About Last Night: Five Things You Need to Know - The American Spectator | USA News and Politics
About Last Night: Five Things You Need to Know
by

Did that really happen

Obviously, we shouldn’t be as hasty in our celebration as, say, Wendy Davis’s campaign director was in her complete and utter social media meltdown: the Republicans still have to govern effectively to earn 2016. And while Sally Kohn might believe that Republicans are about to undertake the most egregious systematic oppression of women since cavemen first clubbed us over the head and dragged us to their caves, not all of us are as confident in their effectiveness as a political party.

But here are five things you need to know about last night.

1. Last night was a landmark for women. More women will serve in this next Congress than have ever before. And of those women, we can count the youngest female to ever be elected to national office, Republican Elise Stefanik, who took the open seat in New York’s 21st, and the first black Republican Congresswoman, Mia Love, elected in Utah. If you were a woman of Democratic sensibilities, you weren’t so lucky. Wendy Davis got clobbered in the Texas gubernatorial race, as expected, and even Sandra Fluke lost by a 2 to 1 margin. But congratulations are definitely in order for notorious pig-castrator, Joni Ernst, who became Iowa’s first female Senator, and Susanna Martinez, who was re-elected governor of New Mexico, among many others. Except none for Kay Hagan. 

Not only did women see electoral victories, but it seems they’ve finally turned the tide in the War on Women itself. Poor Mark Uterus. I mean, Udall. 

2. The Senate majority GOP does not have all it’s numbers just yet. Last night, the GOP officially picked up seven seats: West Virginia, North Carolina, Arkansas, Iowa, South Dakota, Colorado and Montana. Others are very close, and could be in our camp by the time this is published, since I have to write three other lessons learned from last night. Louisiana still has a runoff to conduct, with Landrieu now clearly hobbled by bad returns, which could bring the total to 8. And then there’s Alaska and Virginia, who might still be counting votes next Tuesday (though Virginia is pretty much over). So, to recap, there’s a potential for a ten seat pickup – albeit a slight one – which means Democrats would be at a significant hardship to turn the tables back in 2016. And to think, I called Dick Morris “drunk” on Twitter for merely suggesting that we could get close to ten. And Angus King, Independent from Maine, who has caucused with the Democrats for the last decade, may switch.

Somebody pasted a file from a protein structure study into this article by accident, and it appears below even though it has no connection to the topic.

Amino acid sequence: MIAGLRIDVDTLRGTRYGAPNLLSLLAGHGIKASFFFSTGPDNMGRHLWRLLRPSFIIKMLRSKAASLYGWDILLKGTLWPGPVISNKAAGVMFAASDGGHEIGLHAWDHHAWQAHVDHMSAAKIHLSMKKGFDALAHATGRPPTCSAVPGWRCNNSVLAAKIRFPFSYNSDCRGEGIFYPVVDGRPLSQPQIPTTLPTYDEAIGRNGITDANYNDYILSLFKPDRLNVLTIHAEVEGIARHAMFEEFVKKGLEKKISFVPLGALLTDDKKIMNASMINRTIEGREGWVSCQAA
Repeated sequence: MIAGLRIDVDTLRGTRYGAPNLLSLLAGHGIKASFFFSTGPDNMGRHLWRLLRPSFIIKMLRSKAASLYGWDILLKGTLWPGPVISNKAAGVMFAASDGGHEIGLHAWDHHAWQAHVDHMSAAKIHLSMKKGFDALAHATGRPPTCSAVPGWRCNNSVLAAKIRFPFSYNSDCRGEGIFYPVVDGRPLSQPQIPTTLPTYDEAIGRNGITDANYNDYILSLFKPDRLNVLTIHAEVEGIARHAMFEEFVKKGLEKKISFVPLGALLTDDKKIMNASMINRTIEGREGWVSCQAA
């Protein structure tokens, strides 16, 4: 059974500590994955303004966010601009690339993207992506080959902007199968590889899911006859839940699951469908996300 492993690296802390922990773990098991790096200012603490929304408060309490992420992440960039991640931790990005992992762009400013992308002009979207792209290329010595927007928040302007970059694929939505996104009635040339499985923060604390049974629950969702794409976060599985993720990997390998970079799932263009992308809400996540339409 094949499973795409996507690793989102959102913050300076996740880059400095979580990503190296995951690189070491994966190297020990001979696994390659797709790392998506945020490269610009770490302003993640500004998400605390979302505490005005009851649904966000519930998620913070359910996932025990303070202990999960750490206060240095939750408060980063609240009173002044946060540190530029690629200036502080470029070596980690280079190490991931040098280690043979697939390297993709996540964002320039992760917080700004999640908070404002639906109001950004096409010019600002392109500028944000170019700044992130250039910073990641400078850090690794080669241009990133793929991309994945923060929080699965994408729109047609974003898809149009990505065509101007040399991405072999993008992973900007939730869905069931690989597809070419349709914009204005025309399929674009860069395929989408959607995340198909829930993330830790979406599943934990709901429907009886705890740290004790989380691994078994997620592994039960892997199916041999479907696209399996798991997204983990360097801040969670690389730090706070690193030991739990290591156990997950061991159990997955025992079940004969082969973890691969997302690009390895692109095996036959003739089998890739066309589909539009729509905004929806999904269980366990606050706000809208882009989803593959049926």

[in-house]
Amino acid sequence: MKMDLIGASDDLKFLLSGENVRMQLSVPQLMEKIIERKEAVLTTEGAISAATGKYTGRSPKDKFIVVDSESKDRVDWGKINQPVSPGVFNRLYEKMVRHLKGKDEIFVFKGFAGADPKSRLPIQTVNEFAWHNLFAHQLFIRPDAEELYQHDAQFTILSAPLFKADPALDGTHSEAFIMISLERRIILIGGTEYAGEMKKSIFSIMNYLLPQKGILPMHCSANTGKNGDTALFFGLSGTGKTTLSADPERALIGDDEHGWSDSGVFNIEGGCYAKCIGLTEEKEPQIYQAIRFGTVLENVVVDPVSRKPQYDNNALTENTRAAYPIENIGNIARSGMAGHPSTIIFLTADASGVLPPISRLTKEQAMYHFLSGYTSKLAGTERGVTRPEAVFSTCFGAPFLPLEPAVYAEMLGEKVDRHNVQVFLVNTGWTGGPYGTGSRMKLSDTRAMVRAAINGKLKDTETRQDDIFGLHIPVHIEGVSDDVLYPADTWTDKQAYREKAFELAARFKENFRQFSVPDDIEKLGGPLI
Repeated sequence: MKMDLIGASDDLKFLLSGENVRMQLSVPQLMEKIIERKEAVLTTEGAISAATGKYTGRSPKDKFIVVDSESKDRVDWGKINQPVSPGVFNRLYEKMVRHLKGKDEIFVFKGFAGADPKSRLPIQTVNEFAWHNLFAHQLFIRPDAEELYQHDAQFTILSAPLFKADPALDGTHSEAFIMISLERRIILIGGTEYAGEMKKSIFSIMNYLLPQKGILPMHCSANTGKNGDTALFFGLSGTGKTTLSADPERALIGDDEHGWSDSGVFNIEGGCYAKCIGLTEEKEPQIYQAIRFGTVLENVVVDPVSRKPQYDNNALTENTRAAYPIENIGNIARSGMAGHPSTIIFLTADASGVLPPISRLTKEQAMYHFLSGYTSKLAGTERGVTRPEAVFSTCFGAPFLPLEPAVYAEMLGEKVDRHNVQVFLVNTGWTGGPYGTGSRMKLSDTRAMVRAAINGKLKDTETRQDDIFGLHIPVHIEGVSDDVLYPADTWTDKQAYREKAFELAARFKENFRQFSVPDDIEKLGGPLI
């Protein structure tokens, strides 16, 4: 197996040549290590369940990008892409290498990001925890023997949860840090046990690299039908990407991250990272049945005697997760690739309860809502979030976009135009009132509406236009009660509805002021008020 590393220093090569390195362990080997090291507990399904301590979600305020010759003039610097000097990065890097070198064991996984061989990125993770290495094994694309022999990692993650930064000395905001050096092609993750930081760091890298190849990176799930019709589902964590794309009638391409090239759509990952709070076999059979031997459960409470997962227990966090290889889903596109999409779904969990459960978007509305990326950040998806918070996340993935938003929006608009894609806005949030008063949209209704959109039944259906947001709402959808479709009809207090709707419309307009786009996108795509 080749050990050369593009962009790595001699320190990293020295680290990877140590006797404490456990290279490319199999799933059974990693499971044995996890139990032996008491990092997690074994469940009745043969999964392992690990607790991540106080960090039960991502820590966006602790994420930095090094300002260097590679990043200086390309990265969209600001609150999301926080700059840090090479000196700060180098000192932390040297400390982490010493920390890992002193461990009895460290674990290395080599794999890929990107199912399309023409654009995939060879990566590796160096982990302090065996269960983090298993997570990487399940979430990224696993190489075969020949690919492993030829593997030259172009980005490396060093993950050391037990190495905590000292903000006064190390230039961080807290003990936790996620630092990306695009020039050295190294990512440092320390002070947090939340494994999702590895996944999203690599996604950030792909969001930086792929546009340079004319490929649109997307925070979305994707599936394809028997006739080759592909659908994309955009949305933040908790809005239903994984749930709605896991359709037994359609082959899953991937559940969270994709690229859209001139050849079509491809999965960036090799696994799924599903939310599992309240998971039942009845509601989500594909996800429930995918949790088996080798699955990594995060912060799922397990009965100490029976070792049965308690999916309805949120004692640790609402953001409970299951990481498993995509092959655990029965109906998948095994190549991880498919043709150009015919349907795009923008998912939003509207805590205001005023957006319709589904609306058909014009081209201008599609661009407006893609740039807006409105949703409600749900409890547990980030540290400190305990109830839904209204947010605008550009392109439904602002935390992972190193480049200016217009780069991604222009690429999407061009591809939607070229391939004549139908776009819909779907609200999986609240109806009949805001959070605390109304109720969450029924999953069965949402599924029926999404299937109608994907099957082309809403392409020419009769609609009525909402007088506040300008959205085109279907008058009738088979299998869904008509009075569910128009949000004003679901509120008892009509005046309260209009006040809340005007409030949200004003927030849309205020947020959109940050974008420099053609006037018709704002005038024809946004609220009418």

All in all, even if the GOP stands firm at 52 or 53 seats, today, we can officially say the words, “Harry Reid, Minority Leader,” which is very sweet indeed. Although… 

3. The House Republicans made some significant gains, too – between 14 and 18 seats. So many gains that, in a fit of morbidity last night, Chuck Todd may or may not have suggested that the Democrats don’t look to be in good shape to win back the House until 2022. NBC News was predicting 246 Republican seats, which is easily the most that Republicans have held since World War II. Future President Hillary Clinton will, of course, be pissed. And current President Barack Obama, despite calling Republican leaders last night to offer them a seat at his Friday lunch table, has not yet issued a statement congratulating Republicans on their victory. Although, it very clearly isn’t his fault or anything, so why expect it?

4. Nate Silver was forced to unskew the polls, which were biased towards Democrats, despite claims from Democrats pretty much the entire time that the polls were exhibiting a bias against them. The bias is, of course, hard to pick up, unless you look at individual states, where the bias was giving Democrats false hopes of close margins and narrow victories. Polls predicting Senate pickups were more favorable to Democrats than actual results, and polls predicing that close gubernatorial races like Wisconsin, Michigan and Illinois would stay up in the air for days, were underestimating Republican votes by anywhere from two to three percent. Or in the case of Maryland? More like ten percent. Nate Silver chalks the problem up to “poll trending,” a phenomenon where polls mirror one another’s bias in order to exhibit a national voter predilection, which he says isn’t uncommon. 

So, lesson learned? Don’t trust polling. Pretty much ever.

5. Joe Biden is running for President. Check out that dye job.

Keep up the good work, America!

 

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